Layered Operating System

The operating system is split into various layers In the layered operating system and each of the layers have different functionalities. This type of operating system was created as an improvement over the early monolithic systems.

Why Layering in Operating System?

Layering provides a distinct advantage in an operating system. All the layers can be defined separately and interact with each other as required. Also, it is easier to create, maintain and update the system if it is done in the form of layers. Change in one layer specification does not affect the rest of the layers.

Each of the layers in the operating system can only interact with the layers that are above and below it. The lowest layer handles the hardware and the uppermost layer deals with the user applications.

Layers in Layered Operating System

There are six layers in the layered operating system. A diagram demonstrating these layers is as follows:

Layered Operating System

Details about the six layers are:


This layer interacts with the system hardware and coordinates with all the peripheral devices used such as printer, mouse, keyboard, scanner etc. The hardware layer is the lowest layer in the layered operating system architecture.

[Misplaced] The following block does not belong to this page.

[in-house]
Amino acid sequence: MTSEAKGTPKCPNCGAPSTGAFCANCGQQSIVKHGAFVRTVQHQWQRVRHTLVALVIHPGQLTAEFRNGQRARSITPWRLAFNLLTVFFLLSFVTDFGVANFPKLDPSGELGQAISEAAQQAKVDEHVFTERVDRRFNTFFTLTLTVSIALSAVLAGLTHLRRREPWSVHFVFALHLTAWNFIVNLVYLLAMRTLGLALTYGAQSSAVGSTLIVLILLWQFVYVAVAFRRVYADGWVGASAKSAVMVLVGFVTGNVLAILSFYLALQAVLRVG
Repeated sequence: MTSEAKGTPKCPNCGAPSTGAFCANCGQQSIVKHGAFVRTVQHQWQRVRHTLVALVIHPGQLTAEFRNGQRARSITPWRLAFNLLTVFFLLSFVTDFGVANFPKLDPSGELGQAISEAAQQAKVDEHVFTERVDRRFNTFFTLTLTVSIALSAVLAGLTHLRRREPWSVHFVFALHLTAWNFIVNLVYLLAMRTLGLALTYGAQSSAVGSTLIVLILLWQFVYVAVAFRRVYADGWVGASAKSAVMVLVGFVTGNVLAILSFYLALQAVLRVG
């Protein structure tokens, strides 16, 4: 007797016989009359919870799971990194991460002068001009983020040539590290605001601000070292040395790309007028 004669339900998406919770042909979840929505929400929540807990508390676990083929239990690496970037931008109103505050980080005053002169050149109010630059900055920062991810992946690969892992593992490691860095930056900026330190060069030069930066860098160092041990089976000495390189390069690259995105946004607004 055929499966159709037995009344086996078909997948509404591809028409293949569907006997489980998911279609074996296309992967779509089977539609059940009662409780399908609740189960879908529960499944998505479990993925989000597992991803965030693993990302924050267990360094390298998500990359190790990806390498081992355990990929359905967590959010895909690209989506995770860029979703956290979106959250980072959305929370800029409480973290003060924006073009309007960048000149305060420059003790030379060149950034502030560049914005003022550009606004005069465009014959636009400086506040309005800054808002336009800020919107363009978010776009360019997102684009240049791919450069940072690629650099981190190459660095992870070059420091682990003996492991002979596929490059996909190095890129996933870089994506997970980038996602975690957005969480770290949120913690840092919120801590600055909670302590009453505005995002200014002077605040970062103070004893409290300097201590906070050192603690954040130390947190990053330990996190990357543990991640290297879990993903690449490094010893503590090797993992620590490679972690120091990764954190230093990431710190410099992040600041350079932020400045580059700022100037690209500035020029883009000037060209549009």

CPU Scheduling

This layer deals with scheduling the processes for the CPU. There are many scheduling queues that are used to handle processes. When the processes enter the system, they are put into the job queue. The processes that are ready to execute in the main memory are kept in the ready queue.

Memory Management

Memory management deals with memory and the moving of processes from disk to primary memory for execution and back again. This is handled by the third layer of the operating system.

Process Management

This layer is responsible for managing the processes i.e assigning the processor to a process at a time. This is known as process scheduling. The different algorithms used for process scheduling are FCFS (first come first served), SJF (shortest job first), priority scheduling, round-robin scheduling etc.

I/O Buffer

I/O devices are very important in the computer systems. They provide users with the means of interacting with the system. This layer handles the buffers for the I/O devices and makes sure that they work correctly.

User Programs

This is the highest layer in the layered operating system. This layer deals with the many user programs and applications that run in an operating system such as word processors, games, browsers etc.

Updated on: 30-Jul-2019

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